THEM &; US by Tracy Dawson, directed by Ruth Madoc-Jones (Theatre Passe Muraille). Opens tonight (Thursday, January 8) and runs to January 31. Pwyc-$35. 416-504-7529. See Opening.
Tracy Dawson's year gets off to a great start tonight when she debuts her first full-length play, Them & Us, at Passe Muraille.
Two months later she heads over to Winnipeg (okay, not the choicest winter venue) to co-star in Andrew Lloyd Webber and Ben Elton's musical The Boys In The Photograph, a revised version of their 2000 show The Beautiful Game. There are hints the show will move on to Toronto's Canon.
"I've been pinching myself," says Dawson during a blizzardy pre-holiday rehearsal break. "Even if the weather blows."
Now based in Los Angeles (that explains the windchill outburst), Dawson has helped create and star in award-winning Toronto Second City shows, delivered a solo tribute to Judy Garland and a half-dozen very good Fringe efforts. But as these two gigs demonstrate, she's now taking things to the next level.
Them & Us looks at relationships and was inspired in part by some dark times living in Manhattan in the early 2000s.
"It was a really lonely time. It was hard to make friends, and I came back to Toronto bummed that it hadn't worked out," she says with typical candour. "I started writing random pieces about connecting, this compulsion we have to come together and then run away and fuck things up. I finally got a draft together and began submitting it to people to look at."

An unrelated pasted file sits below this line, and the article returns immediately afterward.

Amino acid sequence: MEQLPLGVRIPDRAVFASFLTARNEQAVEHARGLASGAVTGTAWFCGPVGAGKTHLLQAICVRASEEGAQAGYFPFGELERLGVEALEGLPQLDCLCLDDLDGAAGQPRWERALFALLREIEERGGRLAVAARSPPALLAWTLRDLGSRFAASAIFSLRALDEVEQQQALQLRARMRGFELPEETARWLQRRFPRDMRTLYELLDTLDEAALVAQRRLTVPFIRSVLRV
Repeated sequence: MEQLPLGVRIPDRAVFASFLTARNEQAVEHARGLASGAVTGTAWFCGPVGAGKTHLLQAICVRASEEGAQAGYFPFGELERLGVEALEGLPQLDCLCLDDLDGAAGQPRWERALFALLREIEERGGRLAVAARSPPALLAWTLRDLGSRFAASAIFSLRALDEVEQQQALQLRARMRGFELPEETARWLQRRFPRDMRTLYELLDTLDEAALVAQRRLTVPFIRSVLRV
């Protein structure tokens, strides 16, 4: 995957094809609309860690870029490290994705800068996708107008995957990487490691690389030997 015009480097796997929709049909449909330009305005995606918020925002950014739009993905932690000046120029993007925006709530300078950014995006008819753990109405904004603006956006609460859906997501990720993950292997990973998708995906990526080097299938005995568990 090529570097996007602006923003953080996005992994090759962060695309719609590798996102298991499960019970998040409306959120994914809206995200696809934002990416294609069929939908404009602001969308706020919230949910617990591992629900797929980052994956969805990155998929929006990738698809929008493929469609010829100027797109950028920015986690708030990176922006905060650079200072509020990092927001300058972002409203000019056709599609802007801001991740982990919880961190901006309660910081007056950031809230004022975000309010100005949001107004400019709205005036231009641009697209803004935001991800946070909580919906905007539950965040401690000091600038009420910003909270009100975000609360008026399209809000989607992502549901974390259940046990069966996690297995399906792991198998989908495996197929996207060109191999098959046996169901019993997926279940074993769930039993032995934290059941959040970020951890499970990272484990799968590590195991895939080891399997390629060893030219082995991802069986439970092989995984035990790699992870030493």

One of those people was Andy McKim, then at the Tarragon, who saw its promise and agreed to develop it. After he got the top post at Passe Muraille, he casually mentioned to Dawson one day that he'd like to program it for his first season. It's the only premiere TPM has developed from the ground up this season.
Them & Us stars four actors, including Dawson, playing some 30 roles. She calls the scenes vignettes rather than sketches, perhaps afraid that the word sketch might connote a comedy feel.
"A lot of strong playwrights have come out of Second City and proved it's a great place to start," she says. "This work is indicative of who I am. It's funny but it's got a big heart. I didn't set out to write a funny play, but if you're exploring human foibles and even heartbreak, there've got to be some laughs. My favourite movies are those Danish Dogme films that are full of angst but funny as all get-out."
Additional audio clips:
On making the commitment to living in Los Angeles:
On Sam Shepard and the fourth wall: